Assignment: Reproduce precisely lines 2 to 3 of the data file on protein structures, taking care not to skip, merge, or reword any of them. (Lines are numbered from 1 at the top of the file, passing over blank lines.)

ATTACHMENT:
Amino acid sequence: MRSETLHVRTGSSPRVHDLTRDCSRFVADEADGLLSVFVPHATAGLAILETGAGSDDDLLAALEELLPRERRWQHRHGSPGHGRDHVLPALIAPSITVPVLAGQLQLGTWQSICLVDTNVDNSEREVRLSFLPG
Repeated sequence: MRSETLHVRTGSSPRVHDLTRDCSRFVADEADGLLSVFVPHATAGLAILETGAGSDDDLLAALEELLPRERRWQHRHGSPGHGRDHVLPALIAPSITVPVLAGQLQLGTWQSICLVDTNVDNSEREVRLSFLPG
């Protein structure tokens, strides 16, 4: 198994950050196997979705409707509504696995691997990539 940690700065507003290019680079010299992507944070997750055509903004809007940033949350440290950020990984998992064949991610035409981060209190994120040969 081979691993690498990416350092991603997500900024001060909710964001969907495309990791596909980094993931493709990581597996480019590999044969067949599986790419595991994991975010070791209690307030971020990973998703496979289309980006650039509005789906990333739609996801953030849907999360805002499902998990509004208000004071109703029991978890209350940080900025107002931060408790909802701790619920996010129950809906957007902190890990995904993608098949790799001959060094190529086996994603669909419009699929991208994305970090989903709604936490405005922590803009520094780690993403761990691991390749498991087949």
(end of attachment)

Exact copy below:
Repeated sequence: MRSETLHVRTGSSPRVHDLTRDCSRFVADEADGLLSVFVPHATAGLAILETGAGSDDDLLAALEELLPRERRWQHRHGSPGHGRDHVLPALIAPSITVPVLAGQLQLGTWQSICLVDTNVDNSEREVRLSFLPG
């Protein structure tokens, strides 16, 4: 198994950050196997979705409707509504696995691997990539 940690700065507003290019680079010299992507944070997750055509903004809007940033949350440290950020990984998992064949991610035409981060209190994120040969 081979691993690498990416350092991603997500900024001060909710964001969907495309990791596909980094993931493709990581597996480019590999044969067949599986790419595991994991975010070791209690307030971020990973998703496979289309980006650039509005789906990333739609996801953030849907999360805002499902998990509004208000004071109703029991978890209350940080900025107002931060408790909802701790619920996010129950809906957007902190890990995904993608098949790799001959060094190529086996994603669909419009699929991208994305970090989903709604936490405005922590803009520094780690993403761990691991390749498991087949």